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Fantastic growth at FantasyDraft in Cornelius

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By Dave Friedman. The Carolina Panthers are off to their best start in franchise history. Watch them play on TV, and what you see even more of than Cam Newton are commercials for Draft Kings and Fan Duel. The two biggest players in the growing Daily Fantasy Sports business spent more than $200 million on commercials from Jan. 1 through Oct. 5, including a staggering $31 million during the first week of the NFL season.

Cornelius-based FantasyDraft.com may be lesser known but it is growing fast. The start-up team hopes to earn a piece of a pie—call it DFS—that is valued at more than $1 billion.

When FantasyDraft COO Stephen Krombolz and two colleagues were asked to look into starting a DFS company less than two years ago, he didn’t know much about the industry. Krombolz ran e-commerce for several businesses, and the private investment group that owned those companies expressed an interest in DFS.

KROMBOLZ

KROMBOLZ

“It’s definitely happened quickly,” said Krombolz. “The investment group is located here. We started the company in April, moved here in June, worked from our homes until September, and then moved into 4,600 square feet of space on West Catawba Avenue. We have 13 full-time people here, and 15 tech team members that work remotely.”

Fantasy sports are not gambling, but rather games of skill according to the Unlawful Internet Gambling Enforcement Act of 2006. Therefore, DFS is allowed in 45 states. Whereas season-long fantasy sports are typically played among groups of friends for low stakes, a lot like NCAA Tournament pools, DFS is a big business.

Traditional fantasy sports entail a draft among 10 or 12 people, each of whom pitch in $10 or $50 or $100, and one-by-one select players who comprise their team for the season. Owners can manage their roster throughout the year, and whatever team has the best stats at the end of the season wins the pool of cash.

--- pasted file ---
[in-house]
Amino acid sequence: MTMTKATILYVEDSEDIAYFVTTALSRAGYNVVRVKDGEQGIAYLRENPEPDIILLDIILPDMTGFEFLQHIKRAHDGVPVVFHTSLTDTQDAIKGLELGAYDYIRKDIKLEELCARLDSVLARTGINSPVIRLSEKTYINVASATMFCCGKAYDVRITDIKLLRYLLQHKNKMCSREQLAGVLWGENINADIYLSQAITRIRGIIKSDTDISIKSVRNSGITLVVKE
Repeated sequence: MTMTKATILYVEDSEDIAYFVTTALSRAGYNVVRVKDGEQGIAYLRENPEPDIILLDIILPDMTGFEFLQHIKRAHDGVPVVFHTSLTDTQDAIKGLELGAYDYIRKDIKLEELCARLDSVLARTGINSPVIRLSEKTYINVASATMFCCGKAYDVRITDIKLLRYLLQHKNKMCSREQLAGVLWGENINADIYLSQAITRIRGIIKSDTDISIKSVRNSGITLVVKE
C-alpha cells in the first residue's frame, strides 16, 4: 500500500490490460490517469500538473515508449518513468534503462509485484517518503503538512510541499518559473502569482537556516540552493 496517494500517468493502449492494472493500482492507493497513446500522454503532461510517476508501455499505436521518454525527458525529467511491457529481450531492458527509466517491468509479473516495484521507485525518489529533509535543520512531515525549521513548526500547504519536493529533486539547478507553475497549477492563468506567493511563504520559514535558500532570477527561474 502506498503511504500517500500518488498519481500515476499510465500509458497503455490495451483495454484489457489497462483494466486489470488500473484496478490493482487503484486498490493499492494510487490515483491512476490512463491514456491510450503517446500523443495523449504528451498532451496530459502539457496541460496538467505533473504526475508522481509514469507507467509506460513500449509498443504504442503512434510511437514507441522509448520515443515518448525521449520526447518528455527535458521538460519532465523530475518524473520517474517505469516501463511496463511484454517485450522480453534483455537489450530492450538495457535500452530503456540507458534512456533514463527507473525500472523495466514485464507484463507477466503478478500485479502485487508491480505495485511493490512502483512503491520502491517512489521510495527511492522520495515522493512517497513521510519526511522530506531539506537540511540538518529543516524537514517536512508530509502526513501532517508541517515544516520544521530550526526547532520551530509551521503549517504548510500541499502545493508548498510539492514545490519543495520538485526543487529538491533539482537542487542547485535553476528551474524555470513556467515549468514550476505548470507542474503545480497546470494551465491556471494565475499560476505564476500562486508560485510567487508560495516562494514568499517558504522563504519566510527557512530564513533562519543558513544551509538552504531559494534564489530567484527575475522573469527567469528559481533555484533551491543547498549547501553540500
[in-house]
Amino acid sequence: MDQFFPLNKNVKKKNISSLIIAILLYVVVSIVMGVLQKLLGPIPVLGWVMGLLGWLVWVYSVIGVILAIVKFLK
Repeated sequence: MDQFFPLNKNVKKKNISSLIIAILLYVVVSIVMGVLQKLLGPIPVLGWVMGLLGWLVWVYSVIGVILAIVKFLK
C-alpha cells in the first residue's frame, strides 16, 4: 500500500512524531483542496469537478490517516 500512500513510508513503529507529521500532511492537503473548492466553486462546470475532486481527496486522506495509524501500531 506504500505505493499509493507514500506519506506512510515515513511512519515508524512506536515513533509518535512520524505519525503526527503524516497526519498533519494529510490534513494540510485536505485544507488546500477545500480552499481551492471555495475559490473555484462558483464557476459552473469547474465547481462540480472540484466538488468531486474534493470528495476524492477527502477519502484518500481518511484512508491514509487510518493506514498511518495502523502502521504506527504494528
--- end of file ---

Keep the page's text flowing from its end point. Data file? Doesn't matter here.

Daily Fantasy games can have anywhere from two people to thousands in one pool. Entry fees can be a buck or two, or thousands of dollars. Managers can have similar rosters because there is no draft. Every player in the NFL, or NBA, or MLB, is assigned a salary for a particular day or week, with the best players the most expensive. Each manager fills out a roster that is based on a salary cap, fitting in the best players possible without exceeding the cap. Whatever team performs the best during the day or week the pool is running wins the majority of the money.

FantasyDraft’s rules vary slightly from the industry leaders, and it is those details that may make them attractive to the general public.

“A lot of the complaints about bigger sites are because of all of their ‘power players,’” said Krombolz. “They put in thousands of entries a day. It’s a job for them.”

By limiting entries to 20 per person in any given pool, more evenly distributing payouts among the top quartile of people in each pool, maximizing fees at 10 percent, and having more flexible lineup requirements, Krombolz thinks his company serves the average fan.

“At the end of the day this is a product that is entertaining,” said Krombolz. “You are more engaged with the sports you love when you have a team. For 99.9 percent of people this isn’t a job. It makes it more fun to watch.”

Instead of competing with big DFS companies on television, FantasyDraft is depending on a generous referral program for their customers. More than a dozen current and retired athletes have endorsed their product to get the name out.

While there is overlay initially that the company has to stomach, more guaranteed money in pots than users to fund the games, they had more than 84,000 entries in one contest during Week 8 of the NFL season.

FantasyDraft is able to combat a few of the biggest problems many DFS companies deal with. There is a perception that only pros win, questions about whether their money is safe, and concerns about employees from one DFS using inside information to win money at other sites.

“We built the company on the backs of e-commerce and customer experience, not DFS,” said Krombolz. “There are no pros on our staff. That’s not an issue. We embrace any form of regulation that comes around if it is done responsibly and is good for customers.”

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